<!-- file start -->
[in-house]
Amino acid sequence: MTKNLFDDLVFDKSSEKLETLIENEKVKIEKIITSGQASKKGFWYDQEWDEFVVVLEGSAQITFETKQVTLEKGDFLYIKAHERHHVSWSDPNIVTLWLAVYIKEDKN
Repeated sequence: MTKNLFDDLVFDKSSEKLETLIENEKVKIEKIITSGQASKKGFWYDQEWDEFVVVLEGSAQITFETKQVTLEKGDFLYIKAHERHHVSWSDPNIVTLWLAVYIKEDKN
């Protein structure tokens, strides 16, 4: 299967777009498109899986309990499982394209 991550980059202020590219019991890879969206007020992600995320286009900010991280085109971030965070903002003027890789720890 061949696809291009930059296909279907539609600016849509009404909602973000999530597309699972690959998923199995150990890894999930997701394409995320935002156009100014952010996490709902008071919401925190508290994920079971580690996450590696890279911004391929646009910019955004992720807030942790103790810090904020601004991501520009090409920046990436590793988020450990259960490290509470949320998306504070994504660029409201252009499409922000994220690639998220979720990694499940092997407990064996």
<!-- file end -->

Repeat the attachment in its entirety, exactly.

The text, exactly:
[in-house]
Amino acid sequence: MTKNLFDDLVFDKSSEKLETLIENEKVKIEKIITSGQASKKGFWYDQEWDEFVVVLEGSAQITFETKQVTLEKGDFLYIKAHERHHVSWSDPNIVTLWLAVYIKEDKN
Repeated sequence: MTKNLFDDLVFDKSSEKLETLIENEKVKIEKIITSGQASKKGFWYDQEWDEFVVVLEGSAQITFETKQVTLEKGDFLYIKAHERHHVSWSDPNIVTLWLAVYIKEDKN
């Protein structure tokens, strides 16, 4: 299967777009498109899986309990499982394209 991550980059202020590219019991890879969206007020992600995320286009900010991280085109971030965070903002003027890789720890 061949696809291009930059296909279907539609600016849509009404909602973000999530597309699972690959998923199995150990890894999930997701394409995320935002156009100014952010996490709902008071919401925190508290994920079971580690996450590696890279911004391929646009910019955004992720807030942790103790810090904020601004991501520009090409920046990436590793988020450990259960490290509470949320998306504070994504660029409201252009499409922000994220690639998220979720990694499940092997407990064996």